God is so real to me. I can't look at something beautiful without
thinking of the God who made it. I believe He is as real as real can be. I don't doubt His existence nor His interest in me and in others. But, I do understand why some stumble in this regard. At some point, the arguments must be silenced. You either believe or you don't. That simple. That hard.
Just a side note, I believe that God is not silent. If you seek for Him, and ask Him to reveal His presence to you, I believe He will do this. He wants to be known and to be loved. He wants to love. I believe this with my whole heart.
To turn away from a belief
in God may feel like you are now free from constraints. This happens when you don't really agree with it any
longer. But, I contend, it would also feel like a huge gargantuan loss.
The stars would lose their brightness, the reason for living with its form
of right and wrong---fair treatment of others, would be gone, and, the
sense of being close to God as His beloved child, would be nonexistent.
This man spoke of looking out at the night sky, that the realization dawned on him, now it was just him and the stars---and no God. He said it was a bitter-sweet realization. I can imagine that moment. He must have been feeling loss and also a sense of being freed. Is it freedom? When I look out at the night sky, I am ablaze with a heart of light, a sense awe at the magnificence of the heavenlies which display my God's design and order. God means too much and has been too real for me to consider my belief in Him as a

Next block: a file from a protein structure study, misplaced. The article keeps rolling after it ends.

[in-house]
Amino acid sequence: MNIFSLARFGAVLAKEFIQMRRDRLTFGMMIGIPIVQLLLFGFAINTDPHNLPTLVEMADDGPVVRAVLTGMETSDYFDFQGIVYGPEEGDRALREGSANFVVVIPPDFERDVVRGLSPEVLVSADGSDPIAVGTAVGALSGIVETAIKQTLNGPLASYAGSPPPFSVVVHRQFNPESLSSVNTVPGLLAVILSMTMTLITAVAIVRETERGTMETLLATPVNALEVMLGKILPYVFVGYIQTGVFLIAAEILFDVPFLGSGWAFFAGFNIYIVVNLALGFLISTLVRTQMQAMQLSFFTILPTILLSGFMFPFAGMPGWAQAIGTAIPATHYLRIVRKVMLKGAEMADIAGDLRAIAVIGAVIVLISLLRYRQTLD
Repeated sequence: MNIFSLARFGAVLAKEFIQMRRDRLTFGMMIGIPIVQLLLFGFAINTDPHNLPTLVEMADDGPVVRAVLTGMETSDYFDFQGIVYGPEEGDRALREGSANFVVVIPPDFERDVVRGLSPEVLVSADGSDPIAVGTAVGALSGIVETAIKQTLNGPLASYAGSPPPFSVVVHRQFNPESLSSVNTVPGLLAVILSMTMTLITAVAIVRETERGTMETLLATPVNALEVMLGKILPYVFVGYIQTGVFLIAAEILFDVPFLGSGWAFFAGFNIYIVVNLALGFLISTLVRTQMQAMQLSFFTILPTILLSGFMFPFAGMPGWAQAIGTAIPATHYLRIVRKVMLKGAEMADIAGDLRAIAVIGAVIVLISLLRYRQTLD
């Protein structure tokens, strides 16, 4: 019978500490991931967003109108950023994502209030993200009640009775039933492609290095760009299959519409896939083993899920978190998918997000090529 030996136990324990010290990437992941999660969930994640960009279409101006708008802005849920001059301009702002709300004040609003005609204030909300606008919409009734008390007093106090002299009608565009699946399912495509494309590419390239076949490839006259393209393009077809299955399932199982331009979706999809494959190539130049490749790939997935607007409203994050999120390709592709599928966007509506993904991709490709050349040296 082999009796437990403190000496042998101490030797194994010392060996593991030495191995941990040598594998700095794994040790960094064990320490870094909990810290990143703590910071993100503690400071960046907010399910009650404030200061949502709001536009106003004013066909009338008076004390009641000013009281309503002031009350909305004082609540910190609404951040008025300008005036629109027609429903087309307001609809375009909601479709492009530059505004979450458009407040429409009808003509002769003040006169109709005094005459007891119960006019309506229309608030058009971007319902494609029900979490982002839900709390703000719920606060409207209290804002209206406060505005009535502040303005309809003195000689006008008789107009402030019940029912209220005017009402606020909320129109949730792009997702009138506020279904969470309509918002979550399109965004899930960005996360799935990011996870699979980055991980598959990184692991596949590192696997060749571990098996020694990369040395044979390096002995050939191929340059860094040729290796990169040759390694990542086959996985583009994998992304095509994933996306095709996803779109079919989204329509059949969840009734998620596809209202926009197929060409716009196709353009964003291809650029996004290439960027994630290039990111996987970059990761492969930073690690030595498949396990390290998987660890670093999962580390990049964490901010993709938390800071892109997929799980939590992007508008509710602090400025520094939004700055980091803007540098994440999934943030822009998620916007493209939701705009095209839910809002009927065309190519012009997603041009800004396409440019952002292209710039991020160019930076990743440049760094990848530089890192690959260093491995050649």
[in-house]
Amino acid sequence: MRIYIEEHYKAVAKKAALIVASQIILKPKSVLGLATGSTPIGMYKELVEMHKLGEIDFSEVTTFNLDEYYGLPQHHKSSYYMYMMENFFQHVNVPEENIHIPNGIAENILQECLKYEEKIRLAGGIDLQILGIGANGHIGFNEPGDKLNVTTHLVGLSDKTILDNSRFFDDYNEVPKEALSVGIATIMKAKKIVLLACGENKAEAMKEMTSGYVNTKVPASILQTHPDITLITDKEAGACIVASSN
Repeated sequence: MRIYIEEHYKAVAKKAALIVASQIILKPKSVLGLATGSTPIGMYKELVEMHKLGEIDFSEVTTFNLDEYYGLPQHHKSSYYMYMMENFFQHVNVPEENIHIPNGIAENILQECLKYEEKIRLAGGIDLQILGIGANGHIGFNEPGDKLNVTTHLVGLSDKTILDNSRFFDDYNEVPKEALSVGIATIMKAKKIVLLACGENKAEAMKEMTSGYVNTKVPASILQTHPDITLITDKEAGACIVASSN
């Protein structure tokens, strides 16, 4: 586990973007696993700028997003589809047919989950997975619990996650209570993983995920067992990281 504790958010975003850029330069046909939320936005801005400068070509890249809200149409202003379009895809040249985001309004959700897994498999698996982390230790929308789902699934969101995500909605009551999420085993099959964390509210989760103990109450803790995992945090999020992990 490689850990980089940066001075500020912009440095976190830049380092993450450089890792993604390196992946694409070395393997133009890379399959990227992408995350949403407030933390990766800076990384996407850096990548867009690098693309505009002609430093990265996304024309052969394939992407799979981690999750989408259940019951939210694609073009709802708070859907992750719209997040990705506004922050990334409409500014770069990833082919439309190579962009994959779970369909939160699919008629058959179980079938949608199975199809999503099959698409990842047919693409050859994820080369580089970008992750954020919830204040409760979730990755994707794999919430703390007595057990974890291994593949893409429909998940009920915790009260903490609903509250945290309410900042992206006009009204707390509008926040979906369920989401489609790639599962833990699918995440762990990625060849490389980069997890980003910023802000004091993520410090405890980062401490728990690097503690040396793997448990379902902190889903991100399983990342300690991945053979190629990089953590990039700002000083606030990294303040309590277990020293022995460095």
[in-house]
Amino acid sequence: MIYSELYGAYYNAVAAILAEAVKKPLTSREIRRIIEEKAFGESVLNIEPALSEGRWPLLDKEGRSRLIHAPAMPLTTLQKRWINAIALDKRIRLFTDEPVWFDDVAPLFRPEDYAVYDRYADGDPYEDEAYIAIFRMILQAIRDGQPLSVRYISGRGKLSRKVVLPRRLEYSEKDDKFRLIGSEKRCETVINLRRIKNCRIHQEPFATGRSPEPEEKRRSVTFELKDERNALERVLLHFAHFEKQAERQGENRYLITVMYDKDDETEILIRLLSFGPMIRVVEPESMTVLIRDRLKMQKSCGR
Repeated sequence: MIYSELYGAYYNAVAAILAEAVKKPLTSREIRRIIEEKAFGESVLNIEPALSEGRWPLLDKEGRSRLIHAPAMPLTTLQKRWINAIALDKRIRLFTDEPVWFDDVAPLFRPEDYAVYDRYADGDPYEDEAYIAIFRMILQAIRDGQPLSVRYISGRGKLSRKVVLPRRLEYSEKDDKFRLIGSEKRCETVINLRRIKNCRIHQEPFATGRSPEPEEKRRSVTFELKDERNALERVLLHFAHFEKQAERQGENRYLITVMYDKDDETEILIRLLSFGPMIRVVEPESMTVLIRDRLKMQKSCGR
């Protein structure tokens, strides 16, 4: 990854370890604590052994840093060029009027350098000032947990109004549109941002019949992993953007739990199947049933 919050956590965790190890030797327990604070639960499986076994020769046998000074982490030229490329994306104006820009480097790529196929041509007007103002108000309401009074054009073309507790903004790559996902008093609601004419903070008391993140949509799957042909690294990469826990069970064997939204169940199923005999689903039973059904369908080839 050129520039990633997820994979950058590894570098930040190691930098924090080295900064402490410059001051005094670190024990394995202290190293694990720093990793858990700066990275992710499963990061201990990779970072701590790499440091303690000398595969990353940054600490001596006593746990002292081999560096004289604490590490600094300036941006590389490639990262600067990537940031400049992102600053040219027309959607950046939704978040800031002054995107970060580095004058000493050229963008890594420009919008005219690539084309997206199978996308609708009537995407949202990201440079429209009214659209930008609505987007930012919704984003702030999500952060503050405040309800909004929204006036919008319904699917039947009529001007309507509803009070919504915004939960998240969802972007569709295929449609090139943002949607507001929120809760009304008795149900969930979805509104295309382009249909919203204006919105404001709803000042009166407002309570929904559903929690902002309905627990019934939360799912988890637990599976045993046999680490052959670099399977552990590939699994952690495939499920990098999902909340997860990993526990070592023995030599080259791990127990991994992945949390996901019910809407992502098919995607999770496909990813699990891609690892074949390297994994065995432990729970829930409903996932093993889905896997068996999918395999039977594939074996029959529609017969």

misconception or an untruth, something pretend. To not have faith in God any longer, for me, would be like to stop breathing. It would be death in my spirit.
Over the years I have known many who have come to faith and I've known a few who have left the faith. People gain and lose faith for an a sundry of reasons. I could tell you their stories. Yet, this blog is long enough already. I do know that belief cannot be a form of worship. It must be personal---in the heart, mind and soul---for it to be genuine faith. True belief with its faith component, is, in a sense, like a spiritual transfusion. A new life from God flowing in our veins. I would wish this for everyone. I want to say to the atheist, you missed it, brother. Somehow you missed the most beautiful thing that life has to offer. I know he wouldn't believe me, though. But, he just might see it in me, the inner energy and external glow that comes from a love-relation and belief in the Real.